AML is a hematologic cancer characterized by excessive proliferation of myeloid stem cells and their failure to properly differentiate into mature white blood cells. AML is the second most common subtype of leukemia in adults. In the United States, AML has an incidence of approximately 22,000 new cases annually. AML is generally a disease of elderly people, with more than 60% of diagnosed patients being older than 60 years, and AML is uncommon before the age of 45. The average age of an AML patient is 67. The average five-year survival rate for patients with AML is 27%, but there are significant differences in prognosis depending on several factors, including the age of the patient at diagnosis. For patients under the age of 45, the five-year survival rate is approximately 57%, while for those over the age of 65 it is only 6%. There are likely multiple reasons for this discrepancy, including the ability of younger patients to tolerate more aggressive therapy.
Current first-line treatments in AML typically involve aggressive chemotherapy, including alkylating agents and cytarabine potentially followed by stem cell transplantation, for younger patients with the aim to induce remission. This therapy is not recommended for older patients or patients with comorbidities, who are often treated with hypomethylating agents. We believe there is a significant need for safer, more effective AML treatments that can also be used in elderly patients. Because relapse is often due to leukemic stem cells present next to the bulk of malignant AML cells, or blasts, therapies targeting both blasts and leukemic stem cells may be more efficacious than chemotherapy only and could increase survival rates.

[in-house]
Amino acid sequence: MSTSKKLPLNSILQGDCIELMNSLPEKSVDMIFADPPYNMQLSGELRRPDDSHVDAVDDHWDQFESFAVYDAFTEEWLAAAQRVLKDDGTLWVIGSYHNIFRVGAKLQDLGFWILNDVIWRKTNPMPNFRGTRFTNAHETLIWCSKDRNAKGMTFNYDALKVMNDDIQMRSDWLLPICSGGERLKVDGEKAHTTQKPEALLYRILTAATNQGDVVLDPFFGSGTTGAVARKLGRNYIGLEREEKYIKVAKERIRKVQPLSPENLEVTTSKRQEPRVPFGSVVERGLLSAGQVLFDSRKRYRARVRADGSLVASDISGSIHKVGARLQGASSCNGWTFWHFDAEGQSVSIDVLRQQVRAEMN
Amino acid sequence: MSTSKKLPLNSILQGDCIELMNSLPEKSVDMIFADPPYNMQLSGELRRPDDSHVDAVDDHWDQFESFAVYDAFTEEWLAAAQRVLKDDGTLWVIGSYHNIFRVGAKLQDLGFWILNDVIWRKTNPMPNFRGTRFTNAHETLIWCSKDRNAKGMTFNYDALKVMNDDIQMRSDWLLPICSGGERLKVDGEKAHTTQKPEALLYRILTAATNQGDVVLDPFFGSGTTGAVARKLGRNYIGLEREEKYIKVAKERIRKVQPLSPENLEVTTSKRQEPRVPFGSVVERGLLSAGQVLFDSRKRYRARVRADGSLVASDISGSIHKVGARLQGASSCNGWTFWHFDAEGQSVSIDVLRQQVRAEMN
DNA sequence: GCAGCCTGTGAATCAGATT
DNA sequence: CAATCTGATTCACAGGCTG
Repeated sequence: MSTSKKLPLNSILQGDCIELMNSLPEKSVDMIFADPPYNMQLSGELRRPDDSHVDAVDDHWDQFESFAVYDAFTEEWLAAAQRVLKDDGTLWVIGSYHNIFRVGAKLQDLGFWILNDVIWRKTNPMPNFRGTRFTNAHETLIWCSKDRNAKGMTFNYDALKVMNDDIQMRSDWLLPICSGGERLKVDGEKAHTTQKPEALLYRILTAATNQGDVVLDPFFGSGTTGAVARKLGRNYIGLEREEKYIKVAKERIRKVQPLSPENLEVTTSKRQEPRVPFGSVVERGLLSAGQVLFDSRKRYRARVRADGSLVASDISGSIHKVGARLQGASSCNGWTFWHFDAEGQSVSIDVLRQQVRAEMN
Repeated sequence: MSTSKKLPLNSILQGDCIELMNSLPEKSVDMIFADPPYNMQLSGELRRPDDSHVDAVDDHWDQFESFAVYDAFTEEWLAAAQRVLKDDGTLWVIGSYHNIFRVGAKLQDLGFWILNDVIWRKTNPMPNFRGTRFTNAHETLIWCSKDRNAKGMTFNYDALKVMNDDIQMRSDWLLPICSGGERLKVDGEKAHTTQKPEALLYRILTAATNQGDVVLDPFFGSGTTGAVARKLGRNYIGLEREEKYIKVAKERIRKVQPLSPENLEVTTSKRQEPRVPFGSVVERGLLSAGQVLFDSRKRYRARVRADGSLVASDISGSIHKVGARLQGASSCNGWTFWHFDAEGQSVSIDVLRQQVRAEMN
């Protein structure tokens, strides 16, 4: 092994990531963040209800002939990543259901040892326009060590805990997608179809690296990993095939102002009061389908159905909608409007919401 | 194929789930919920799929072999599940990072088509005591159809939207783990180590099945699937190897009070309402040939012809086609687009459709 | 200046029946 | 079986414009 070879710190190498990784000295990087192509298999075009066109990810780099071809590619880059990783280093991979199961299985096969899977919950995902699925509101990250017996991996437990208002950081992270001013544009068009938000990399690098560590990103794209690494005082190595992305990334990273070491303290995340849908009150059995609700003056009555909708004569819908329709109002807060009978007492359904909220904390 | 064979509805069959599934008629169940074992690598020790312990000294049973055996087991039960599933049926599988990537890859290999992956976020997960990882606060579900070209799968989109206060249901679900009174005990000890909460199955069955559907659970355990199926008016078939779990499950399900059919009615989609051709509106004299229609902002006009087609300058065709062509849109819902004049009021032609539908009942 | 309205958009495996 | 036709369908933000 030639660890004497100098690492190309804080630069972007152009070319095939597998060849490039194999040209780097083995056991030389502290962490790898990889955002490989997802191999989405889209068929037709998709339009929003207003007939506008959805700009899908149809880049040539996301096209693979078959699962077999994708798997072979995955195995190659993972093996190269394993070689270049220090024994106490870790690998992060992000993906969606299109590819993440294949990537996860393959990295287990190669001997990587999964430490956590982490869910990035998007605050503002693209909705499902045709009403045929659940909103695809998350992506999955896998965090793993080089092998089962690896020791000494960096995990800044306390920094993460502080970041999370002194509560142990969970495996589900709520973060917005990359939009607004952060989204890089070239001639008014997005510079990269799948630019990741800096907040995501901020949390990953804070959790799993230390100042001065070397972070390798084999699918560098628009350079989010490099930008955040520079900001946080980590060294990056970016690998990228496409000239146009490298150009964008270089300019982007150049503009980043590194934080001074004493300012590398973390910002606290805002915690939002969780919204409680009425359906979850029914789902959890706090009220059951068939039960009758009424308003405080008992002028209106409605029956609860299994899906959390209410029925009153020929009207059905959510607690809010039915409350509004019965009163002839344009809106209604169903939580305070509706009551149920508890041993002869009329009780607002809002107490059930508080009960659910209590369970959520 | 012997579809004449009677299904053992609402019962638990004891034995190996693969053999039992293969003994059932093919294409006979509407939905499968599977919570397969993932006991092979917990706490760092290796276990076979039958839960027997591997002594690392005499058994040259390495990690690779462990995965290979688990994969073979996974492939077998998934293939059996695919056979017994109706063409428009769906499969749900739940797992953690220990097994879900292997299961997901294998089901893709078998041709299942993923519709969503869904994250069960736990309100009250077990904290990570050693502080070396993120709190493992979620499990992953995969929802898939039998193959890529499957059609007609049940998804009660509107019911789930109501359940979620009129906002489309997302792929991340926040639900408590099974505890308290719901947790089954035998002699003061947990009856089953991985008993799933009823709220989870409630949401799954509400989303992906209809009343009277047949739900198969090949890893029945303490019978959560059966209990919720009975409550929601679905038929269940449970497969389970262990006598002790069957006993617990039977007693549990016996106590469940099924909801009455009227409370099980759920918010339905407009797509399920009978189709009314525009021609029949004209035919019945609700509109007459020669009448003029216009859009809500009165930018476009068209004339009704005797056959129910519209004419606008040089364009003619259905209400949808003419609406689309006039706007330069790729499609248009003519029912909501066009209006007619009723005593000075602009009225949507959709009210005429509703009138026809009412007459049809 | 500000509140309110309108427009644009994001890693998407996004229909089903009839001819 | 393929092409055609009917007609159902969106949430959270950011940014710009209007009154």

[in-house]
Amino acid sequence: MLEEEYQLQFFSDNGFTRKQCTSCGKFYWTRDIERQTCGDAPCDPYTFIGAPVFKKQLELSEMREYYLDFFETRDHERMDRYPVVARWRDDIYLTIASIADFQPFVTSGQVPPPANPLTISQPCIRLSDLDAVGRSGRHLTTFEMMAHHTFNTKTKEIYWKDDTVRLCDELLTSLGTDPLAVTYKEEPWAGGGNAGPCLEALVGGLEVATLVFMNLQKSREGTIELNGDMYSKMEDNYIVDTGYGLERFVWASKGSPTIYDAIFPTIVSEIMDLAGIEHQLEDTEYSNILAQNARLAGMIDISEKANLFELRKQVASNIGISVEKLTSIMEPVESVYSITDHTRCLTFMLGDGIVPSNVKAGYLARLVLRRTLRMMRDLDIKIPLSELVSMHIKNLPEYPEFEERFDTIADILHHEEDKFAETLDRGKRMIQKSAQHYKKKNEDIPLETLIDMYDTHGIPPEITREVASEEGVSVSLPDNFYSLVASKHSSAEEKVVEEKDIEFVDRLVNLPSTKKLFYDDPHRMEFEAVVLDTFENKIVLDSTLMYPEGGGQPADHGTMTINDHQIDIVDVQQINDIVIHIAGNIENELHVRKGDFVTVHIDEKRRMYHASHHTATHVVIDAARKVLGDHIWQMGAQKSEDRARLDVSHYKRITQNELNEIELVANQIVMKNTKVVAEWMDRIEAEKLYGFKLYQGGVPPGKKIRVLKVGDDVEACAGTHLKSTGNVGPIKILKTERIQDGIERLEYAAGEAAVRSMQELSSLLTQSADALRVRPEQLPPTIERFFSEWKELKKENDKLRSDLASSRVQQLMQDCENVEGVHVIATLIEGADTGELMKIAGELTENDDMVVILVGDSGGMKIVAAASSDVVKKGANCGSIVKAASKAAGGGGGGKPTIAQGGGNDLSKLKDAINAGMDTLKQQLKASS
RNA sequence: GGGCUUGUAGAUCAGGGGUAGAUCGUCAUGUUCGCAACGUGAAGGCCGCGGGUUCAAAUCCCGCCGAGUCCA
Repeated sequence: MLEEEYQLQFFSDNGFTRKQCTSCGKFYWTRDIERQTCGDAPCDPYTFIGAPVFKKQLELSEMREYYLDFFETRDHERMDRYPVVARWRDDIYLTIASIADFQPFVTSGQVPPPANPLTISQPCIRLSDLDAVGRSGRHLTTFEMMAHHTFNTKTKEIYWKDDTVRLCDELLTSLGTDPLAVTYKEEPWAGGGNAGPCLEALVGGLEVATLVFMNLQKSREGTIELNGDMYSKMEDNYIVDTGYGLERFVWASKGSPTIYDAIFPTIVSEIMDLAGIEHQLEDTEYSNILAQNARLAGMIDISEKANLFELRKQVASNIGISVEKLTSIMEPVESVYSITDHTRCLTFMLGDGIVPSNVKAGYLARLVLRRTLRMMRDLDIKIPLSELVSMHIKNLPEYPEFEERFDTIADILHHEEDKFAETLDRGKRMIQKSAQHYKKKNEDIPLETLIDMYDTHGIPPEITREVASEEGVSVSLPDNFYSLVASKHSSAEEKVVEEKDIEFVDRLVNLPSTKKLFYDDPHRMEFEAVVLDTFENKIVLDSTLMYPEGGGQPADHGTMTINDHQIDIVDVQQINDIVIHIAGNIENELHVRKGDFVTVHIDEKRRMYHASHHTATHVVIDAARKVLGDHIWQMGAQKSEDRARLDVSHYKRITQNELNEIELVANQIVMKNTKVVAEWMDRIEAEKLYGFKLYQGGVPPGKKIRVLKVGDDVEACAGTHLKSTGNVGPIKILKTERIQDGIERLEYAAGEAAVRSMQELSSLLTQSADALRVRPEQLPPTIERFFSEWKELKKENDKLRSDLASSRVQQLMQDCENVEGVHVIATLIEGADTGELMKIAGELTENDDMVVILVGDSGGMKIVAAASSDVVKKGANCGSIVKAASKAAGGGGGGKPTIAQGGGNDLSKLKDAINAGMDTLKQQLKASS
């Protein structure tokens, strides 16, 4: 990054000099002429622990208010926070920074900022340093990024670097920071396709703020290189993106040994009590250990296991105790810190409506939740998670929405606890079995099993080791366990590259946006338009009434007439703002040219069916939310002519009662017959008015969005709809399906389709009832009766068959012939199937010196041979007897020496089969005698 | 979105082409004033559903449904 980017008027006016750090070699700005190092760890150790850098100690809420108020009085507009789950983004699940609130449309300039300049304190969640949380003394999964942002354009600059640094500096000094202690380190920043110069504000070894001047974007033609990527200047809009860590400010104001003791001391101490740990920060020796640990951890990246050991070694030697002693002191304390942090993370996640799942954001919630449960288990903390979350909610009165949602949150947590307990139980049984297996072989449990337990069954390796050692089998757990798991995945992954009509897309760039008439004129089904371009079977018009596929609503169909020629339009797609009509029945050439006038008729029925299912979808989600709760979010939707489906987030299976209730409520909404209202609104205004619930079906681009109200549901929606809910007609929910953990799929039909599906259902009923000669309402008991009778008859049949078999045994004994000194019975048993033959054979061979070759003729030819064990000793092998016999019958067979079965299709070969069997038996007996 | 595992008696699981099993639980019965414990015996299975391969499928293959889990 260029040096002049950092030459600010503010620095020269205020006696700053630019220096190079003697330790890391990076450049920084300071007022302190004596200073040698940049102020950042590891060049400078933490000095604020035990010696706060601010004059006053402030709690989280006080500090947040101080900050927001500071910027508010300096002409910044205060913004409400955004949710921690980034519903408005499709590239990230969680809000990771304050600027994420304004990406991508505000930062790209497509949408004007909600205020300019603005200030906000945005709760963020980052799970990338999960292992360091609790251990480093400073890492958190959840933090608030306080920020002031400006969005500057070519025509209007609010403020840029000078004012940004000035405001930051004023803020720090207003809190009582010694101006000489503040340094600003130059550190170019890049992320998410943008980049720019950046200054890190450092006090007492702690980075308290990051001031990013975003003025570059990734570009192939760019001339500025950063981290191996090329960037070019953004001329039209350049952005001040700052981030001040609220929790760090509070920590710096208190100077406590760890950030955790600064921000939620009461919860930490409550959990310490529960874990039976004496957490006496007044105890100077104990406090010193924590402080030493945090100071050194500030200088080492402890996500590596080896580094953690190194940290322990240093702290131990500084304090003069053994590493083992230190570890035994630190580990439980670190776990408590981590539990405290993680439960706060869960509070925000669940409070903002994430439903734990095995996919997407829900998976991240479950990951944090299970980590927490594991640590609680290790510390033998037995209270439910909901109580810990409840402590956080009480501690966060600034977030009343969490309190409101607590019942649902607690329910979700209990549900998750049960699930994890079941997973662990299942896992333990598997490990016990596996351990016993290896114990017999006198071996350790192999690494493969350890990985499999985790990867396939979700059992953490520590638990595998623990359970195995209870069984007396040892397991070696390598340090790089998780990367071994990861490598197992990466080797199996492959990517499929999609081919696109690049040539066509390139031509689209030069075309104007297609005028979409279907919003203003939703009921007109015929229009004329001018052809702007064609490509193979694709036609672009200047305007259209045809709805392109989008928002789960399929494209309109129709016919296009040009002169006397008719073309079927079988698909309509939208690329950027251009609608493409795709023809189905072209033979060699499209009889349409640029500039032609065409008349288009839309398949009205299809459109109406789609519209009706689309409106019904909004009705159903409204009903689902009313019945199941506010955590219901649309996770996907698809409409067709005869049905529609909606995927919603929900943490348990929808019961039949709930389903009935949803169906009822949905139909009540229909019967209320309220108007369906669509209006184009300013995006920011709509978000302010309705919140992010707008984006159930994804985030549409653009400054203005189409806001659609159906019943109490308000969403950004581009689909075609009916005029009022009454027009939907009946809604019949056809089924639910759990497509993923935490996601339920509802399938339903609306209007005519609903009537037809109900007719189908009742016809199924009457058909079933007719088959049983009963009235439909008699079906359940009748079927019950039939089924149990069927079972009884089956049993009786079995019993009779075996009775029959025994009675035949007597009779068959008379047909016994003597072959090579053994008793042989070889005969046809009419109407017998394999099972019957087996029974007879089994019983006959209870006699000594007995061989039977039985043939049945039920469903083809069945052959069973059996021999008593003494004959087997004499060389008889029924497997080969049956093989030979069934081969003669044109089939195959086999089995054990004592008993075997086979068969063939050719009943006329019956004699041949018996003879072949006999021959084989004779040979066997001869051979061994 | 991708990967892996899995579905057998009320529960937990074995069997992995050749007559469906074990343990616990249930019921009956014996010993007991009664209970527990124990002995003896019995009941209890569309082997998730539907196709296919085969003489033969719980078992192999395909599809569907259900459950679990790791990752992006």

MDS also affects bone marrow cells, reducing their ability to produce red and white blood cells or platelets. In the United States, MDS has an incidence of approximately 13,000 new cases annually. There are currently an estimated 60,000 MDS patients in the United States. Approximately 75% of MDS patients are older than 60 years of age when diagnosed, and, like with AML, as the
population ages the disease prevalence is expected to rise. Some MDS patients are at high risk to develop AML and are treated in a similar way as AML patients.